Payments System Board Annual Report – 2000 Overview

The Payments System Board of the Reserve Bank is responsible for promoting the safety and efficiency of the payments system in Australia. It has the backing of strong regulatory powers, which are intended as ‘reserve powers’ to be exercised when co-operative efforts for change prove ineffective. The Board has now completed its second year of activity.

The Board's direction has been largely set by its initial stocktake of the Australian payments system, detailed in its inaugural Report. This confirmed that Australia scored highly on safety matters but was short of international best practice on efficiency, particularly in the retail payments system. Established retail systems have also come under closer official and judicial review in other industrial countries.

In the retail payments area, the Board's approach to its mandate to promote efficiency has focussed on examining arrangements where there is reason to believe that prices charged for payment services are diverging substantially from their cost. When relative prices accurately reflect relative costs and are transparent, consumers can make well-informed choices and the market will allocate resources efficiently to meet the demand for various payment services. With these objectives in mind, the Board embarked on a major study of interchange fees and conditions of entry in debit and credit card networks, in conjunction with the Australian Competition and Consumer Commission. Interchange fees are wholesale fees that underpin the prices paid for card services by cardholders and merchants. These fee structures have important implications for the efficiency of the retail payments system in Australia, but they have hitherto been subject to very little public scrutiny.

The study concluded that in card networks competition is not working as it should. Interchange fees in ATM and credit card networks are higher than can be explained by costs while in debit card payment networks the case for the existence of interchange fees is not convincing. Cardholders and merchants do not have a direct influence on the setting of interchange fees and there are restrictions on entry to the card networks, both explicit and informal. The normal market mechanisms that could be expected to bring interchange fees into line with costs have therefore lacked potency, with the result that Australia has a higher cost retail payments system than necessary.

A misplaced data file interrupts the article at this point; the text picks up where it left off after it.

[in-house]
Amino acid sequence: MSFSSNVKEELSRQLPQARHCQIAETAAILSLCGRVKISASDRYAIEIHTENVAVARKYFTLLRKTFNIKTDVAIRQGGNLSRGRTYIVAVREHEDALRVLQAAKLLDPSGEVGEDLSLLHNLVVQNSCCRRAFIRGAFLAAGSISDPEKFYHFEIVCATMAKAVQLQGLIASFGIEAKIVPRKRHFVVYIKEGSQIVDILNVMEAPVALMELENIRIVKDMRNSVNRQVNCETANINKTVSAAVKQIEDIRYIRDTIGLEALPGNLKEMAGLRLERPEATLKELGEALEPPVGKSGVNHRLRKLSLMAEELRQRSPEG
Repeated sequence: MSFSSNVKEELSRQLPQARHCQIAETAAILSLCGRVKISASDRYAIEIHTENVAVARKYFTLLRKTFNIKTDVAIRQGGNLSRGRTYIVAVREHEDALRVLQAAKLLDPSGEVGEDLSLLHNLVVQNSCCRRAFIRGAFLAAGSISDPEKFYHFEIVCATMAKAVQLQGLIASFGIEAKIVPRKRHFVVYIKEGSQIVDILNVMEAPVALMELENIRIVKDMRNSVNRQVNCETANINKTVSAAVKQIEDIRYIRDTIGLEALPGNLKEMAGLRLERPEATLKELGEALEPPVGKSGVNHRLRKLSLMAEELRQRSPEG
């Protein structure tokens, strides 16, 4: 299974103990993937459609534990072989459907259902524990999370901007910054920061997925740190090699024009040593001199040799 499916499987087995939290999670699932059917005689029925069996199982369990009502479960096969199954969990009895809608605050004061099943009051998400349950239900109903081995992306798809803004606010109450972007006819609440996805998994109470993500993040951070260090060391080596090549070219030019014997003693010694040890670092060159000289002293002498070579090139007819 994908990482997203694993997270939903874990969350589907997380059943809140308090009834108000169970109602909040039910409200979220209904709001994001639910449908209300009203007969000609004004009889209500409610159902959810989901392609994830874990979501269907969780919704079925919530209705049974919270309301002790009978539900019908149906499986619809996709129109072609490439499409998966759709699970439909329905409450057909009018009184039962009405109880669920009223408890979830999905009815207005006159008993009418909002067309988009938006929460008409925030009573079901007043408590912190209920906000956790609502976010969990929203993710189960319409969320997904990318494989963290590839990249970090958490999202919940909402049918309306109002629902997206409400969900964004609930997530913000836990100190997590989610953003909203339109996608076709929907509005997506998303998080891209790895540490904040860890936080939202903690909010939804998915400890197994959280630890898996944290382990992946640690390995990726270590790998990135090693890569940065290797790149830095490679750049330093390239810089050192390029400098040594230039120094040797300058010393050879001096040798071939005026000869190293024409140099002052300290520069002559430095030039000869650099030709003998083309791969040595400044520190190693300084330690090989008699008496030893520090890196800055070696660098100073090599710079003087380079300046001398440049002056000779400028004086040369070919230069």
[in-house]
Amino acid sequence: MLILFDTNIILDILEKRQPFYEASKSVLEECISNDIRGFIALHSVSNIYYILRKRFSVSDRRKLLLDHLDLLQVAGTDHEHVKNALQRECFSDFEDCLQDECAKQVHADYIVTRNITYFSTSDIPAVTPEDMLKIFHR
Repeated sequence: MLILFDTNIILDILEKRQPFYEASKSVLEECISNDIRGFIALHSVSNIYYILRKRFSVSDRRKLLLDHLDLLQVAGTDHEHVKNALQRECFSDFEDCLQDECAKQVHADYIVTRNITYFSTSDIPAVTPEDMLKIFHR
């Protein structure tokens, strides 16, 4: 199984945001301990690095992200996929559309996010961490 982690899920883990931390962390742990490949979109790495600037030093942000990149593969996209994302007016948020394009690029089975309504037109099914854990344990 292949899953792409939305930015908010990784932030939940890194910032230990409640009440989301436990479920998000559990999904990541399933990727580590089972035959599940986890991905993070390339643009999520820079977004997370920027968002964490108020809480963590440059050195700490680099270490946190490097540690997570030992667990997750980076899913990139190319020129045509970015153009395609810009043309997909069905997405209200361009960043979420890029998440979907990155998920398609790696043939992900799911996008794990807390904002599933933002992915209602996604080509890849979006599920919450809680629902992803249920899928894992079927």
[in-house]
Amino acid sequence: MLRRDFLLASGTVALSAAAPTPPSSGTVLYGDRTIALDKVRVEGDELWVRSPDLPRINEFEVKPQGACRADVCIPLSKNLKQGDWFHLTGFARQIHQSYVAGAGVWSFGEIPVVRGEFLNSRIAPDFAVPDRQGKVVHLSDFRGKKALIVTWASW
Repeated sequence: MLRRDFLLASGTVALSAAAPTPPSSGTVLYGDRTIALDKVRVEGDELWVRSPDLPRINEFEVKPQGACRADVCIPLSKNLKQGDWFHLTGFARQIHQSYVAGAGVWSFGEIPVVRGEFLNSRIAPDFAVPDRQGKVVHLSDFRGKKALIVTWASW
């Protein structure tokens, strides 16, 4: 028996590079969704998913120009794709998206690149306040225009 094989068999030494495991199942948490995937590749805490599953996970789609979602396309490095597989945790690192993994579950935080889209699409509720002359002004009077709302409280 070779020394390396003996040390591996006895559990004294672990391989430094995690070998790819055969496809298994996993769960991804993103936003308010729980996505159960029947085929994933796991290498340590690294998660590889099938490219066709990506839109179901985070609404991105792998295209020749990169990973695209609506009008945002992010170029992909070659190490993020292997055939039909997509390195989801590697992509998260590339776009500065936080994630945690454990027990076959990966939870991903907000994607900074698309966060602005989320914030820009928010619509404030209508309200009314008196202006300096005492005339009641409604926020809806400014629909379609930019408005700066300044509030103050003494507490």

The findings of the study have now been published for community discussion. The Board's view is that, once the issues have been fully aired, the onus will be on the financial institutions involved in setting interchange fees and conditions of entry to move quickly to introduce more efficient arrangements.

Not all impediments to efficiency have their origins in price and cost signals. Consumer reluctance to use the direct debit system to pay routine bills, for example, has more to do with issues of control and confidence. The Board has been working with billing organisations to develop consumer safeguards – in the form of a Charter for Direct Debit Customers – that would encourage greater acceptance of this very efficient payment instrument. The Board has also been monitoring the extent to which financial institutions have taken advantage of more efficient cheque-clearing technology and procedures to make cheque funds available to their customers more quickly. It welcomes what has now become industry best practice of a three-day cycle. The demands of electronic commerce will, of course, place existing retail and commercial payments systems under inexorable pressure to become more efficient.

In the safety and stability area, there is now a clear international consensus about the features that payment systems carrying large-value transactions should have. Reforms over recent years, in particular the introduction of a real-time gross settlement (RTGS) system, mean that Australia's domestic high-value payment systems now rate highly against international standards. The Board's detailed assessment of Australia's systems is in this Report. The unfinished agenda under this part of the Board's mandate is foreign exchange settlement risk. The Board has supported a global initiative to address this risk through the establishment of a special-purpose bank – CLS Bank – that will include the Australian dollar as an eligible currency. One agenda item from last year which was successfully concluded was the transition of the Australian payments system through the year 2000 date change.

In 2001, the Board is expected to gain new responsibilities for the regulation of securities clearing and settlement systems of systemic importance. In anticipation, the Board has supported early efforts to encourage rationalisation of securities clearing and settlement systems in Australia.